More than that, I'd like to close out by suggesting that when taken together, they each, when combined, help to sketch out an idea of the true beginnings of Modern American Fiction, whether in prose or verse.  Each author's works contains themes, ideas, and tropes that have gone on to become defining features of the way this Country tells its stories.  It's also just possible that they have gone on to have a larger shaping hand in the way we record our History than we have perhaps just even begun to understand.  For instance, if it's possible to make a case that Cooper is the one responsible for how we think of the Western and Naturalist dramas, from Mark Twain all the way to John Steinbeck.  And if Hawthorne has become the architect of the haunted house that has become the modern Horror genre.  Then perhaps its possible that between them, Charles Brockden Brown and Phillis Wheatley are the ones to infuse this Country with the creative expression of its often imperfect, yet always striving social conscience.  These are the true hands that built America's fiction, in other words.  The one's who together helped create the best possible idiom for our arts and letters.  I'd argue that the best value to be found in viewing these authors as the four foundation stones of our National fiction lies in the way they suggest that the origins of United States literature is something you can be proud enough to have.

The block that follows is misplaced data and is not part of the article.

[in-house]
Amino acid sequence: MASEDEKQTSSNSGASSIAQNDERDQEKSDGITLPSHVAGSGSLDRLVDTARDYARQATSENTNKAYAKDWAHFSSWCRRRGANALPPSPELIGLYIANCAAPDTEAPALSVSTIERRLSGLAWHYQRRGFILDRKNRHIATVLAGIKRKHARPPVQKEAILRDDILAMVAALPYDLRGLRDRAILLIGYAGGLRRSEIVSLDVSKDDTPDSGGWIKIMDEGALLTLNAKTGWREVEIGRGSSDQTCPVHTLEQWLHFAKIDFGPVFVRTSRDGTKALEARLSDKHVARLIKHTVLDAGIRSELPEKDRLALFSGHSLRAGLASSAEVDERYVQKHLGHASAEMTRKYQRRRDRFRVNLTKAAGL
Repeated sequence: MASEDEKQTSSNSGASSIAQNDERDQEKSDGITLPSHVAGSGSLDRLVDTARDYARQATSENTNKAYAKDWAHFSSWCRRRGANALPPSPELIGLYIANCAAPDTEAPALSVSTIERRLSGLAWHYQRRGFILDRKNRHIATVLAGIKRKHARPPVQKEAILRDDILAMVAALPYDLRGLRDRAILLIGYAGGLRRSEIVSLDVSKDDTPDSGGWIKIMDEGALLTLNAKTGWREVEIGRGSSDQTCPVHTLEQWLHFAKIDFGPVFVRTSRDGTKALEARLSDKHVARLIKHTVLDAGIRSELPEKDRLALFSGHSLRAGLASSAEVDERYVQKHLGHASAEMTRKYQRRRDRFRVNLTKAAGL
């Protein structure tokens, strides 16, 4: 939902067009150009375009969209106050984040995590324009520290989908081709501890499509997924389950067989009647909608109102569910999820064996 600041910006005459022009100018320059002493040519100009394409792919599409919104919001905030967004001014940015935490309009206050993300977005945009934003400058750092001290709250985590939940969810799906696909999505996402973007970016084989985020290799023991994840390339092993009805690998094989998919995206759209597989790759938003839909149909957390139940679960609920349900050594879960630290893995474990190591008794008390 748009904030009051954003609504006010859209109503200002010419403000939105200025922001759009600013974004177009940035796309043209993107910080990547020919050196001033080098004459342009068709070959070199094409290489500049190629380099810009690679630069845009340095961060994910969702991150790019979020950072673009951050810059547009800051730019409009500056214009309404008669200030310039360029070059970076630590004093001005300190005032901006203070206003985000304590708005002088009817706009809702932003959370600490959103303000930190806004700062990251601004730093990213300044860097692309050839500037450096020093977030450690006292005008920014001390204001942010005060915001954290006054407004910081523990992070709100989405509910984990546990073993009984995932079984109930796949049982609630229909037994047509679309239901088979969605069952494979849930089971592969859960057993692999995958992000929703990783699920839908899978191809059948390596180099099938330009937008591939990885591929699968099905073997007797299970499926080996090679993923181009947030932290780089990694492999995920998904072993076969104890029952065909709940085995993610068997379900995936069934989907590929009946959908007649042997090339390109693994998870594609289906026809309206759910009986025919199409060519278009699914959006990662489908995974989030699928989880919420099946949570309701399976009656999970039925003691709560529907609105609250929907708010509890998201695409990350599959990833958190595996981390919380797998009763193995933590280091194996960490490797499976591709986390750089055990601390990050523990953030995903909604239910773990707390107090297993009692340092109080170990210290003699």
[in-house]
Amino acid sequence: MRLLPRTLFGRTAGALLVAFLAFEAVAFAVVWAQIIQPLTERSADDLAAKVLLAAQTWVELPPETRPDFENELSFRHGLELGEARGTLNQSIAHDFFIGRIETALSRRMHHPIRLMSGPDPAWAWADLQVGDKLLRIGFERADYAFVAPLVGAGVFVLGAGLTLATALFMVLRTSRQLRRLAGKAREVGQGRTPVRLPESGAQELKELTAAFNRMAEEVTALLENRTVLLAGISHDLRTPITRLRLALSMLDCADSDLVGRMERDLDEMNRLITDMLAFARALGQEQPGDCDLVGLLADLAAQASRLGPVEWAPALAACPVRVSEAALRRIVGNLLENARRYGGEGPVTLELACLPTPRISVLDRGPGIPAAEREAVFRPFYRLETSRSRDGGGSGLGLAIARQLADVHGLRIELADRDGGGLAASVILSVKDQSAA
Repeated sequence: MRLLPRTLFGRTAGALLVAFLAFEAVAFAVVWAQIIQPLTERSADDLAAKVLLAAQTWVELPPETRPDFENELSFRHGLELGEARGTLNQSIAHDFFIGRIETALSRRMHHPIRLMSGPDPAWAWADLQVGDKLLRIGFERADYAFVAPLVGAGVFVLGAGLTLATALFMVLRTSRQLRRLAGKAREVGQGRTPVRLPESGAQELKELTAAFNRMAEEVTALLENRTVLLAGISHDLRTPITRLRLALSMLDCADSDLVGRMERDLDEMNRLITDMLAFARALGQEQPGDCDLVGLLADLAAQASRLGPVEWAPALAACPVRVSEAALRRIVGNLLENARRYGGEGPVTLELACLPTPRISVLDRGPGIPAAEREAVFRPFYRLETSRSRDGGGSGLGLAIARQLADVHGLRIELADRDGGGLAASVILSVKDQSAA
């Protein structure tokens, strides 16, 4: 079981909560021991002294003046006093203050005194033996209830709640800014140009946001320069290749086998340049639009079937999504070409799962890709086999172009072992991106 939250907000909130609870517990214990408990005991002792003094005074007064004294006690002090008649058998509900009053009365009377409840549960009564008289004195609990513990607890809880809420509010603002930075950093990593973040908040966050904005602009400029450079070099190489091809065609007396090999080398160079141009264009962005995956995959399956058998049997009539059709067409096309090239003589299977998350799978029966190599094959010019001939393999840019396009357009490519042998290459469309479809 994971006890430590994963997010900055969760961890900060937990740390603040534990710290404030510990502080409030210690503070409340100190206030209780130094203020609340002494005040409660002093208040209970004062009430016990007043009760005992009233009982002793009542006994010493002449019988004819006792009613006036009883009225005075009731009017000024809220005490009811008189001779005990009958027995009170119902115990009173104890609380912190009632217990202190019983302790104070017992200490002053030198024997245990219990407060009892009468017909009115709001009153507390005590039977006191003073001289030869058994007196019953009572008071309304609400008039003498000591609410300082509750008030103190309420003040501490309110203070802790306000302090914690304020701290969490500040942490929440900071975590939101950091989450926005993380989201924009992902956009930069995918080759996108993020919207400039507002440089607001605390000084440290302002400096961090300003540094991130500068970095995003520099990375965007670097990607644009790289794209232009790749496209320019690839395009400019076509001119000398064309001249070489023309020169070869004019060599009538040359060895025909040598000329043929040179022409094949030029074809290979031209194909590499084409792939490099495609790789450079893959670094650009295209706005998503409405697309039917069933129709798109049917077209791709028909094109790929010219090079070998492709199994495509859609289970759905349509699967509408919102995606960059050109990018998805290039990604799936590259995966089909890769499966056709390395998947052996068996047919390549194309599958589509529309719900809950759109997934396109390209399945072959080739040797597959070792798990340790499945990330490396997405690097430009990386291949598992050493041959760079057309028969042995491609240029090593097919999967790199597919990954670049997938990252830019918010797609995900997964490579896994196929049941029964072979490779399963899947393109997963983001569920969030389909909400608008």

No comments:

Post a Comment